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Prosecutors: NYC man made admissions in bomb scare

February 20. 2013 4:06AM
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(AP) A man admitted knowing how to manufacture a bomb-making explosive discovered in his Manhattan apartment and had told his live-in girlfriend he was eager to add to his gun collection in the wake of the Newtown school shootings, according to court papers made public on Tuesday.

Aaron Greene told investigators he made the HMTD found in his apartment last month, the papers say. He discussed technical details about its composition and manufacture.

The girlfriend, Morgan Gliedman, described how after news of the massacre in Connecticut that left 20 children dead, Greene told her they ought to go buy more guns before the law is changed, the papers add.

HMTD stands for hexamethylene triperoxide diamine, a highly explosive ingredient used in bomb-making. Aside from 7 grams of the substance, police say they also recovered two shotguns, ammo and papers titled The Terrorist Encyclopedia and Deadly Homemade Weapons in their Greenwich Village apartment.

The discovery late last month caused a scare that resulted in the arrest of both Greene and Gliedman daughter of a prominent New York City physician late last month on weapons possession charges. Authorities have described the pair as heroin addicts.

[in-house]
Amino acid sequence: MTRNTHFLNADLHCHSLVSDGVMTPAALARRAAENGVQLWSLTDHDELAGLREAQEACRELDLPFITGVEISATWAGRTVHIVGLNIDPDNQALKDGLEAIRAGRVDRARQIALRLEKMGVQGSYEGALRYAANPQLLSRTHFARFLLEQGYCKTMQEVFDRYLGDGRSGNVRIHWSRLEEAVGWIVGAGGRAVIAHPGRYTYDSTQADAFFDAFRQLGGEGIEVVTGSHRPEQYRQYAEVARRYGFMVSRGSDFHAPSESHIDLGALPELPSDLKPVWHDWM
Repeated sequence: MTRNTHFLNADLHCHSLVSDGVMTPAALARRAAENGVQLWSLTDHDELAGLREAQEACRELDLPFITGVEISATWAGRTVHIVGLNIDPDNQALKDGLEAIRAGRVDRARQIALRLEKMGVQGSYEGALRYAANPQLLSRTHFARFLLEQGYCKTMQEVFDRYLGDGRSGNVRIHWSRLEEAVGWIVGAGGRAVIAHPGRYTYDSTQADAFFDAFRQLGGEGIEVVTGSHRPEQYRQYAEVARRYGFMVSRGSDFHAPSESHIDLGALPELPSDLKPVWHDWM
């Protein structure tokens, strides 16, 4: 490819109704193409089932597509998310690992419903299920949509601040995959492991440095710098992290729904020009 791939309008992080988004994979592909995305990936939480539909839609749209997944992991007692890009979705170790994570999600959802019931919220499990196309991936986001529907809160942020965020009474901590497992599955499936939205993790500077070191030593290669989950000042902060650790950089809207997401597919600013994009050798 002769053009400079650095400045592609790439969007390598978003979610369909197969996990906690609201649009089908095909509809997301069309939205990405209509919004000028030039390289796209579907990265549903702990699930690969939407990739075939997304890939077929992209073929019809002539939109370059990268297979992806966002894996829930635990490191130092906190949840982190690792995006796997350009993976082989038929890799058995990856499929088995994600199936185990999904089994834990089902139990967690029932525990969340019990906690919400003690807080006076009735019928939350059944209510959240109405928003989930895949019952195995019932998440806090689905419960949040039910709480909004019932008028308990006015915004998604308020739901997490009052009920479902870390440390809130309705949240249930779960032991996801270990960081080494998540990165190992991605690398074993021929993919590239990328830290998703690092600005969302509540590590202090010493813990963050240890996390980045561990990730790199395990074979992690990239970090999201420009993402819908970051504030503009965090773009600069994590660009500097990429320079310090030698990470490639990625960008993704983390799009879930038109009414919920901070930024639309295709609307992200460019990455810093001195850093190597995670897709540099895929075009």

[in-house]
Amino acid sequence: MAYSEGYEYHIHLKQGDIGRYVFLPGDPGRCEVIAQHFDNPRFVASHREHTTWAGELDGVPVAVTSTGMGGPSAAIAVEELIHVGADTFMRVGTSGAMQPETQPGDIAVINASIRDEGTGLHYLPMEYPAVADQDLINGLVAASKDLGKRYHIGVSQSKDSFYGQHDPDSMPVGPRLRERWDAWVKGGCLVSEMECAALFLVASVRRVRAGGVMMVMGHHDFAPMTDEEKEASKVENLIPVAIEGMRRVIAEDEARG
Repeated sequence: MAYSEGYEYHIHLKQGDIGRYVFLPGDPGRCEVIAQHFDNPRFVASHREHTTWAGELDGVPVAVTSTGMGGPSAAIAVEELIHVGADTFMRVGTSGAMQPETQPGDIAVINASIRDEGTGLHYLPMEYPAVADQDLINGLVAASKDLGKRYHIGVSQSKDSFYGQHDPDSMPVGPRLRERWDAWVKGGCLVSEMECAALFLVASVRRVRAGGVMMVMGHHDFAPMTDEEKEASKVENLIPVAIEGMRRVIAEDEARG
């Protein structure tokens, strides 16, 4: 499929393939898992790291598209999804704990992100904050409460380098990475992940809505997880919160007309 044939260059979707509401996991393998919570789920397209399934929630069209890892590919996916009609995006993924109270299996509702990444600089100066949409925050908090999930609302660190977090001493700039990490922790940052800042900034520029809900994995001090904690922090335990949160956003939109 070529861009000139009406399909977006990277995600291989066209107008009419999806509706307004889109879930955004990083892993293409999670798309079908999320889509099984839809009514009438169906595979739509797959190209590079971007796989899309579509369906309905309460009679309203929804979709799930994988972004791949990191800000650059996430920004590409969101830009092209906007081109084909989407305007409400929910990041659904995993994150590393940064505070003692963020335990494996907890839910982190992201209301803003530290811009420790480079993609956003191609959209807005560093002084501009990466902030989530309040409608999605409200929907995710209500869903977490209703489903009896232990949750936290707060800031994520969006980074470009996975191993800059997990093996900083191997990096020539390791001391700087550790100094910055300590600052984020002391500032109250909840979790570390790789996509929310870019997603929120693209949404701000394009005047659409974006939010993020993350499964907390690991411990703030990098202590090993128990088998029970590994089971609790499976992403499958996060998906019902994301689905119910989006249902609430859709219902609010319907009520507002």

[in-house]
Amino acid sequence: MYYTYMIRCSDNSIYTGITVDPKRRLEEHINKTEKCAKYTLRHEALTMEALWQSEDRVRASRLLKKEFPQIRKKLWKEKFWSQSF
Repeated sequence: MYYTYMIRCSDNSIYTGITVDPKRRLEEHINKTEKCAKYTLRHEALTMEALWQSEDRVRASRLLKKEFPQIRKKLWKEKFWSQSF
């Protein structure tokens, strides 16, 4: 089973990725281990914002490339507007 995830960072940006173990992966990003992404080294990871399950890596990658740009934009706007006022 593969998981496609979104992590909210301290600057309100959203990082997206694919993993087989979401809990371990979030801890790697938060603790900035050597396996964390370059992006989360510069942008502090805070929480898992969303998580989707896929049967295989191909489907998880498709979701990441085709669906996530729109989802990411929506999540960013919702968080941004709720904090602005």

At the time of her arrest, Gliedman, 27, stated she had not realized the extent of defendant Greene's collection of weapons and ammunition, the court papers say.

The alleged statements were disclosed on Tuesday during a court appearance where Greene, 31, pleaded not guilty.

Gliedman, who was nine months pregnant at the time of her arrest, went into labor while in custody and gave birth to a daughter, Melanie, on Dec. 31. She was released on bail earlier this month and ordered to complete a 30-day drug rehab program.

Since the arrests, police alleged Green told acquaintances late last year that he planned to blow up the Washington Square Park arch. Also uncovered were undated letters that he wrote, including one with the words kill them all and signed with a Nazi SS lightning bolt symbol still used by neo-Nazi groups, police said.

Associated Press

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